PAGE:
Injuries in an elementary, middle, or high school setting are alarming, but they’re also common. Estimates are that 9 out of 10 student athletes are injured at some point in their sports career. The CDC reports over 200,000 children are injured on public playgrounds, mainly daycare and school playgrounds.
Playground injuries and sports-related injuries are the most common causes of injuries at school. Others include bullying, slip and fall accidents, bus accidents, food poisoning, exposure to lead or asbestos, and targeted attacks. Most children get through school without any significant injuries, but there’s always that slim chance that you will get a call that something’s happened.
When it’s your child, the statistics don’t matter. You’re scared and angry. You want to know what happened and why someone wasn’t paying closer attention. You want to know what happens next. What does the school plan to do? What are your child’s rights?
Was the Injury Due to an Intentional Act, Negligence, or Clumsiness?
Your child’s rights are determined by the situation. If another child deliberately pushes your child on the stairs and your child falls, that’s an intentional act. If your child is walking up the outside stairs and ice has built up on a wintry morning, the school’s maintenance and grounds crew are negligent for not tending to the ice. If your child is running across the lawn and trips on her own feet, that’s clumsiness.
The school building and water system may also be a problem. If you learn your child has been exposed to high amounts of lead, and lead paint is found on toys, furnishings, or window sills in the school, the school is liable.
A school bus may not be on school grounds, but the bus itself is school property and bound by the same rules and protections as a child is due in a school setting. If a driver is texting and drives off the road, the driver is negligent. If the brakes on the bus fail, the division responsible for bus maintenance and repairs is negligent.
In the school cafeteria, if food is improperly stored and children end up with food poisoning, the school cafeteria’s personnel is to blame. If food is brought in from an outside vendor and is contaminated, it’s also the school’s responsibility to carefully choose vendors. It’s also the vendor’s fault for not following proper food safety measures.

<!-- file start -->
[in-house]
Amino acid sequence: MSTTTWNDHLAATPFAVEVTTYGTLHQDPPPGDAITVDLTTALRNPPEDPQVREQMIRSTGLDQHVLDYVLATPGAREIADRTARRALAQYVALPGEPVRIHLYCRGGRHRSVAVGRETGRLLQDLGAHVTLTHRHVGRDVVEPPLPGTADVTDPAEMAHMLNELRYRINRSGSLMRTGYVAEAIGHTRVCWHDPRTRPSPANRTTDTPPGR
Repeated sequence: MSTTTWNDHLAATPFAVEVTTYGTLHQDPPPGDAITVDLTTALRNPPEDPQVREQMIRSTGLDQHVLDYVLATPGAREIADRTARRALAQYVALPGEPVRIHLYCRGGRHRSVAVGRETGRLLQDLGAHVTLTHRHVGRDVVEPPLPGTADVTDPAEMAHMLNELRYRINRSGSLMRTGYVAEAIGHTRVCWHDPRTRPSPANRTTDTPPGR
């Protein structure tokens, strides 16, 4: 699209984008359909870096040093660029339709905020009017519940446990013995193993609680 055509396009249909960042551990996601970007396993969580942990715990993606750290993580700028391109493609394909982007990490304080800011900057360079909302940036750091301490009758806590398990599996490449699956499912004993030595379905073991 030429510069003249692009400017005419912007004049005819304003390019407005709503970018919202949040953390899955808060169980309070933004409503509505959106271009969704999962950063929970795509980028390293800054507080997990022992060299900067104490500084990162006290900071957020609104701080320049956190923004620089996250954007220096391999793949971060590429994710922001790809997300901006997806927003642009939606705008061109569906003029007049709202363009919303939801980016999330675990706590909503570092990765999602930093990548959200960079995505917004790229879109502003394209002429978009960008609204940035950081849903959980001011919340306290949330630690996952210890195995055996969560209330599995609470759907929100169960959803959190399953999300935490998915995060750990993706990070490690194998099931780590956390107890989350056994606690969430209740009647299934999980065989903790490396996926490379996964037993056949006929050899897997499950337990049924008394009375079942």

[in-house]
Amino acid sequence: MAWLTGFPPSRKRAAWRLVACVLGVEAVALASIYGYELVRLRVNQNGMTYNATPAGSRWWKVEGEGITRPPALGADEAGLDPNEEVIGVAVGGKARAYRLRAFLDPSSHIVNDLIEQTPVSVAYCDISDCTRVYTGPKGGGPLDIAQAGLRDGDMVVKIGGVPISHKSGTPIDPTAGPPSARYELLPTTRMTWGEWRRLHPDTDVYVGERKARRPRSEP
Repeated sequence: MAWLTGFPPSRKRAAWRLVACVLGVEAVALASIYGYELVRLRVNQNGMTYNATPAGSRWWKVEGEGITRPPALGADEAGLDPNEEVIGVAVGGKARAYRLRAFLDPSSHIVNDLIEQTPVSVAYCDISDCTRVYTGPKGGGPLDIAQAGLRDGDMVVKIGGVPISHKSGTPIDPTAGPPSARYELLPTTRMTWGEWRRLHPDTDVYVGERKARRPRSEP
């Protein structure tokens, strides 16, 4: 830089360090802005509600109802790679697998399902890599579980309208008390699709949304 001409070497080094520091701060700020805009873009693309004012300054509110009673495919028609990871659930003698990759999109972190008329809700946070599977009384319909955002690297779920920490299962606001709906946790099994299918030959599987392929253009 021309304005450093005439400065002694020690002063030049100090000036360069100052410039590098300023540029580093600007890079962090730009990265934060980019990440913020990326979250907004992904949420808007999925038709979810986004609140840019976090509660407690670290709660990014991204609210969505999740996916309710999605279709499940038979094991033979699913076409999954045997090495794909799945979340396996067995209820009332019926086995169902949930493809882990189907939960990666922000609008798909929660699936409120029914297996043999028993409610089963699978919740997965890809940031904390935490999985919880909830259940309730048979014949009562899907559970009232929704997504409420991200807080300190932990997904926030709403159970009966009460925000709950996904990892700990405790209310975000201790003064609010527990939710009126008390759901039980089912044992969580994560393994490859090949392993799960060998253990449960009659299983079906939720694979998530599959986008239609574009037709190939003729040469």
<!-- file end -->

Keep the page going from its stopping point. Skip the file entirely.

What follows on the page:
Sports-related injuries can be tricky. It’s very likely you had to sign a waiver stating that you understand the risks of playing sports. There are still situations that make it possible to file a personal injury complaint. Say your child was forced to practice during extreme heat and humidity and warnings were in place that people should stay inside. If your child’s coach forced an outside practice anyway, the school could be liable for not postponing the practice or holding it inside in air conditioning.
What Actions Should You Take?
Before you do anything, talk to the school. Ask to file an accident report. You want to see how they are going to address the issue. You should get a sincere apology, a description of what corrective measures will be taken, and the school district should pay for your child’s medical bills and time you miss from work caring for your child.
If you don’t feel they’ve addressed the issue properly or they spin the blame unfairly onto your child, you should talk to a lawyer for advice. It will be up to you if you file a personal injury claim for your child’s injuries, but it doesn’t hurt to look at the different options and decide what to do next.
There are differences between public schools, in which case you’re battling the government, and private schools where you could be filing a claim against a church or non-profit agency. You’ll have statutes of limitation on how long you can take to file a complaint. You may be able to reach a settlement without ever going to court. This is why it’s important to involve a personal injury attorney who specializes in school injuries.
Jordan, Herington & Rowley can help you understand your child’s options. If your child is injured at school through no fault of his or her own, it’s important to talk to an expert in personal injury law to discuss his/her rights. Don’t worry about the cost. Consultations are free and the firm offers a contingency fee policy. Reach Jordan, Herington & Rowley by calling (303) 647-3026.